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Vol 61 No 15

Published 23rd July 2020

A state of disconnect

African treasuries are putting a positive spin on their own finances, but the message from the markets is grim. Something has to give

Copyright © Africa Confidential 2020

The message from African finance ministers is that while the overall picture facing the continent is bleak in the wake of the coronavirus pandemic, many economies are resilient enough to ride out the storm. The expansive optimism of East African finance ministers as they unveiled their budgets for 2020/21 has been repeated across much of the continent (AC Vol 61 No 13, Rose-tinted budgets).

That is hard to square with the warnings from markets, grim economic forecasts and the lack of urgency at international level to provide adequate debt relief or emergency funding. The International Monetary Fund and World Bank forecast recessions of minus 2.8% and 3.2% respectively in sub-Saharan Africa (AC Vol 61 No 14, Doubts over post-slump bounce). Yet few in government, business or the international system show signs of preparing for an  approaching tsunami.

While the African Union's expert group and African finance ministers are seeking debt relief worth US$44 billion as part of $110bn of financing, few international organisations want to expand on the Group of Twenty's (G20) April offer to suspend bilateral debt repayments until the end of 2020 as part of a Debt Service Suspension Initiative (DSSI). Forty-two countries have applied for the programme, amounting to an estimated $5.3bn of 2020 debt service to be deferred (AC Vol 61 No 9, AU pushes Africa bonds).

On 18 July, G20 Finance Ministers postponed a decision on extending the scope of the DSSI until October. They requested new aid and financing options from the IMF, which are likely to include easier access to Special Drawing Rights.

In their communique on 18 July, G20 ministers, whose countries about for about 80% of the world's gross domestic product, said they would 'consider a possible extension of the DSSI in the second half of 2020, taking into account the development of the Covid-19 pandemic situation and the findings of a report from the IMF and the World Bank Group on the liquidity needs of eligible countries, which will be submitted to the G20 in advance of our meeting in October 2020'. That means no new initiatives until the autumn meetings of the Fund and World Bank.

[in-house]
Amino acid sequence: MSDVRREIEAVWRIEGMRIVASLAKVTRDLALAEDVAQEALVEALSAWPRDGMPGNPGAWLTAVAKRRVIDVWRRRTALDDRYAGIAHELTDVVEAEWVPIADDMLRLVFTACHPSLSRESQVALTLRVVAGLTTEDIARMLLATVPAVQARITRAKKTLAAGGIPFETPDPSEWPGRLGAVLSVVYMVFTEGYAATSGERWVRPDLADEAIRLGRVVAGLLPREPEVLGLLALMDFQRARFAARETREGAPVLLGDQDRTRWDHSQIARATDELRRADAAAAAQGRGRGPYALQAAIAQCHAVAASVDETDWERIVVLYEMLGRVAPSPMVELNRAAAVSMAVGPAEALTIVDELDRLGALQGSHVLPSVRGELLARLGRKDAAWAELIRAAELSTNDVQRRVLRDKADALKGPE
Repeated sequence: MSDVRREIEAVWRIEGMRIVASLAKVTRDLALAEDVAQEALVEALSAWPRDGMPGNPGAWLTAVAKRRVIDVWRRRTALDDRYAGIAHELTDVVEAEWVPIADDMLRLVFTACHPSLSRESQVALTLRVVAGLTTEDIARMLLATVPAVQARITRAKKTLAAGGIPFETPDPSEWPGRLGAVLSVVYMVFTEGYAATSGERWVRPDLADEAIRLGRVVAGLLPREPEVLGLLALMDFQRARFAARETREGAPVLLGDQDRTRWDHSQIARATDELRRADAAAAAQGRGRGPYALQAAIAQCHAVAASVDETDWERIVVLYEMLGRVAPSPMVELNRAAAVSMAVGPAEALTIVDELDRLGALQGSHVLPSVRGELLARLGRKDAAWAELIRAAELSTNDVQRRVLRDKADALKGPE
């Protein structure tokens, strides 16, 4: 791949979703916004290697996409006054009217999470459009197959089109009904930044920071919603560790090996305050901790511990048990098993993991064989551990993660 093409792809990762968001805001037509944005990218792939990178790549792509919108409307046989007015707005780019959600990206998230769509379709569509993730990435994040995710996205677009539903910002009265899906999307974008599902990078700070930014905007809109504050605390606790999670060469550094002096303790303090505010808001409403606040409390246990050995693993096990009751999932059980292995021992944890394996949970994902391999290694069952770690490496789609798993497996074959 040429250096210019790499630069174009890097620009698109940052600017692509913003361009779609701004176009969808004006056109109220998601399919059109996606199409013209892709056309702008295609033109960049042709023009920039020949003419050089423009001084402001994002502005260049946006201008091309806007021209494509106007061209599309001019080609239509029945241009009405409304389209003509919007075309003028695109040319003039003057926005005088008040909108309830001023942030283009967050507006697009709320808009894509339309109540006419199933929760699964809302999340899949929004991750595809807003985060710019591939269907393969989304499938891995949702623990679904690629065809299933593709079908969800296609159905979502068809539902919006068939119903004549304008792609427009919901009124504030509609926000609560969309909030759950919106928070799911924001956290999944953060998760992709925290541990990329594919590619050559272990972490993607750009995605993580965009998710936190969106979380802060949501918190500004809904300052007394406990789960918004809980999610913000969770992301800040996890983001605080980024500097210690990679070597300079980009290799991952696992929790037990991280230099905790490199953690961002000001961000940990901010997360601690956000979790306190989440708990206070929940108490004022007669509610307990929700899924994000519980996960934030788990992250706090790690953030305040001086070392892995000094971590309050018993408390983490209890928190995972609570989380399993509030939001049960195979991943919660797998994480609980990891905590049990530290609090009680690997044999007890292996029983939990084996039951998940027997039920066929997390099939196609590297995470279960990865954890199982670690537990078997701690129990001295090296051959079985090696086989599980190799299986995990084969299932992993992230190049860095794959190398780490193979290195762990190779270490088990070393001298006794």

Meanwhile, the AU's plan to set up a continent-wide special purpose vehicle to convert debt into longer-term instruments, has obtained little support. Although some have detected more G20 support for commercial lenders to offer concessions.

'The G20 Finance Ministers offered stronger language on private sector participation in debt-relief initiatives for poor countries,' said Jubilee USA executive chairman Eric LeCompte, one of few NGO leaders to sound a positive note on the meeting.

Yet discussions on private-sector debt restructuring have scarcely moved. The Africa Private Creditor Working Group (AfricaPCWG), which brings together 25 private creditors with more than $9 trillion in assets under management, including Farallon Capital Europe, Aberdeen Asset Management, Amia Capital, Greylock Capital Management and Pharo Management, has suggested that any debt deal will be made on a case-by-case basis.

More sobering messages come from credit rating agencies, which are warning that negotiating and restructuring sovereign debt will be classified as a default. They reckon that at least a handful of African states are likely to default within the next 12 months.

Fitch expects average budget deficits in Africa to reach 7.4% in 2020, from 4.9% in 2019. The result, combined with currency depreciation, will mean a 14% average increase in debt-to-GDP ratios this year which will, in turn, undermine creditworthiness in the absence of special arrangements. Debt-to-GDP ratios of 70% are likely to become 'the new normal' among African countries, say analysts, and sub-Saharan African government debt burdens are escalating at a faster pace than anywhere else in emerging markets.

Fitch has downgraded seven of the 19 rated SSA sovereigns since March, and adds that four sovereigns in the region have 'Negative Outlooks' on their rating, which is unusually high.

Rival ratings agency Moody's, meanwhile, has put Ethiopia, Cameroon, Senegal and Côte d'Ivoire on review after the countries opted into the DSSI, prompting a frustrated reaction from the United Nations' Department of Economic and Social Affairs, which said that the DSSI scheme 'should improve countries' debt sustainability, and therefore should not be a basis for credit downgrades'.

'Borrowing countries should come out of the programme with stronger credit than if they had not participated,' DESA added.